Effortlessness is a myth. The people who wanted it the least were the ones I wanted to date and be friends with in high school. The people who want it the most are the people I now hire to work for my company.
She started the year by winning the album of the year Grammy. But it was two rapturously received rerecordings of her older albums that really grew her legend.
I started writing songs when I was 12, and since then, it’s been the compass guiding my life. And in turn, my life guided my writing. Everything I do is just an extension of my writing, whether it’s directing videos or short films, creating the visuals for a tour or standing on a stage performing. Everything is connected by my love of the craft.
The thrill of working through ideas and narrowing them down and polishing it all up in the end, editing. Waking up in the middle of the night, throwing out the old idea because you just thought of a new or better one, or a plot device that ties the whole thing together.
There’s a reason they call it a hook. Sometimes a string of words just ensnares me, and I can’t focus on anything until it’s been recorded or written down. As a songwriter, I’ve never been able to sit still or stay in one creative place for too long. I’ve made and released 11 albums and, in the process, I’ve switched genre from country to pop to alternative to folk.
And this might sound like a very songwriter-centric line of discussion. But in a way, I really do think we are all writers, and most of us write in a different voice for different situations. You write differently in your Instagram stories than you do your senior thesis. You send a different type of email to your boss than you do your best friend from home.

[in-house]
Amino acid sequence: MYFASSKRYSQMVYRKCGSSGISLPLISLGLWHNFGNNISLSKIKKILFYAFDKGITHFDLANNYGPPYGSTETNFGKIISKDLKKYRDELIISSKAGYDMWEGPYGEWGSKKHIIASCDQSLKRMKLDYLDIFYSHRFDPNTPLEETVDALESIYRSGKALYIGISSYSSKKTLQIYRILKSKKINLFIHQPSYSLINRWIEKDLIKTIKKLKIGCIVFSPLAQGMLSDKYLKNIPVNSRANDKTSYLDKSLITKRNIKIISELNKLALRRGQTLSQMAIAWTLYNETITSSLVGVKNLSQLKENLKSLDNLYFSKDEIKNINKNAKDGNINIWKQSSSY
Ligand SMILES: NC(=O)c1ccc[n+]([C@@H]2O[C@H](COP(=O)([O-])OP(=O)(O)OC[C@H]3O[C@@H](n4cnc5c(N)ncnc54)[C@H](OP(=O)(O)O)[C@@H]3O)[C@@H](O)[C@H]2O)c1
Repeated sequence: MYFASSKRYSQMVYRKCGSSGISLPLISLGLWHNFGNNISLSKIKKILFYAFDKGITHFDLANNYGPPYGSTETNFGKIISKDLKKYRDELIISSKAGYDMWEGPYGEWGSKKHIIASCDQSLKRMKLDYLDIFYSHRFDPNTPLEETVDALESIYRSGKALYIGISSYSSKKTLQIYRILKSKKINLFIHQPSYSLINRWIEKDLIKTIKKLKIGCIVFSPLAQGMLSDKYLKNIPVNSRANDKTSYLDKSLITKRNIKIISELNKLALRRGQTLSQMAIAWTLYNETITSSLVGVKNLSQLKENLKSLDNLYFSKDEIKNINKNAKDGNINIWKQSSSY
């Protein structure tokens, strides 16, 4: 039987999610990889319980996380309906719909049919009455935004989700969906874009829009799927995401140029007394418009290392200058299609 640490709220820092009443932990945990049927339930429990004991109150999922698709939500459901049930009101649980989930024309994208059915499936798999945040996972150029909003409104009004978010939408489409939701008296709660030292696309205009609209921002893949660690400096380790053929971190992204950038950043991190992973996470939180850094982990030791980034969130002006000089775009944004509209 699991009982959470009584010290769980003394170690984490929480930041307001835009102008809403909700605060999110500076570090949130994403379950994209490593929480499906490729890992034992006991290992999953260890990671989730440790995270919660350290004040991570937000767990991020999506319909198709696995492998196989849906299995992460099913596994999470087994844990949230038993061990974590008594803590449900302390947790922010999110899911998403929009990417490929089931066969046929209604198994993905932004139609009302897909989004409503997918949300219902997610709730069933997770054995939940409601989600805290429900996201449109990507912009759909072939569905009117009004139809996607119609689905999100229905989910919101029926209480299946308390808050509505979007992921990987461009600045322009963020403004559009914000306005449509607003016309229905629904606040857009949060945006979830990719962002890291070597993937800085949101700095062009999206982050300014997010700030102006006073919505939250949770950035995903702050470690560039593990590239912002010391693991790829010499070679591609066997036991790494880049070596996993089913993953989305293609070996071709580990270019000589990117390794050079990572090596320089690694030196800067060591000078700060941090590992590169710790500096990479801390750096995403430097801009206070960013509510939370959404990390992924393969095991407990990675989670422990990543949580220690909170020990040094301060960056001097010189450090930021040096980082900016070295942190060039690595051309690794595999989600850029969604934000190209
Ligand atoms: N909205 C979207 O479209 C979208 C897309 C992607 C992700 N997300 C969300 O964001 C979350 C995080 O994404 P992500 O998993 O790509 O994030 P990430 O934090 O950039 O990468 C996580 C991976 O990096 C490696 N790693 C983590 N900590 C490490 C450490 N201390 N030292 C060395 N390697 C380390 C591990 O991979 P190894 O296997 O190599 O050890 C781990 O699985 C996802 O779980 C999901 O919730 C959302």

We are all literary chameleons, and I think it’s fascinating. It’s just a continuation of the idea that we are so many things all the time. And I know it can be really overwhelming, figuring out who to be and when, who you are now and how to act in order to get where you want to go. I have some good news: It’s totally up to you. I have some terrifying news: It’s totally up to you.
I said to you earlier that I don’t ever offer advice unless someone asks me for it. And now I will tell you why. As a person who started my very public career at the age of 15, it came with a price. And that price was years of unsolicited advice.
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Being the youngest person in every room for over a decade meant that I was constantly being issued warnings from older members of the music industry, media, interviewers, executives. And this advice often presented itself as thinly veiled warnings.
See, I was a teenager at a time when our society was absolutely obsessed with the idea of having perfect young female role models. It felt like every interview I did included slight barbs by the interviewer about me one day running off the rails. And that meant a different thing to every person who said it to me.
So, I became a young adult while being fed the message that if I didn’t make any mistakes, all the children of America would grow up to be perfect angels. However, if I did slip up, the entire Earth would fall off its axis, and it would be entirely my fault. That I would go to pop-star jail forever and ever.
It was all centered around the idea that mistakes equal failure and, ultimately, the loss of any chance at a happy or rewarding life. This has not been my experience.
My experience has been that my mistakes lead to the best things in my life. And being embarrassed when you mess up, it’s part of the human experience. Getting back up, dusting yourself off and seeing who still wants to hang out with you afterward and laugh about it — that’s a gift.
The times I was told no or wasn’t included, wasn’t chosen, didn’t win, didn’t make the cut — looking back, it really feels like those moments were as important, if not more crucial, than the moments I was told yes.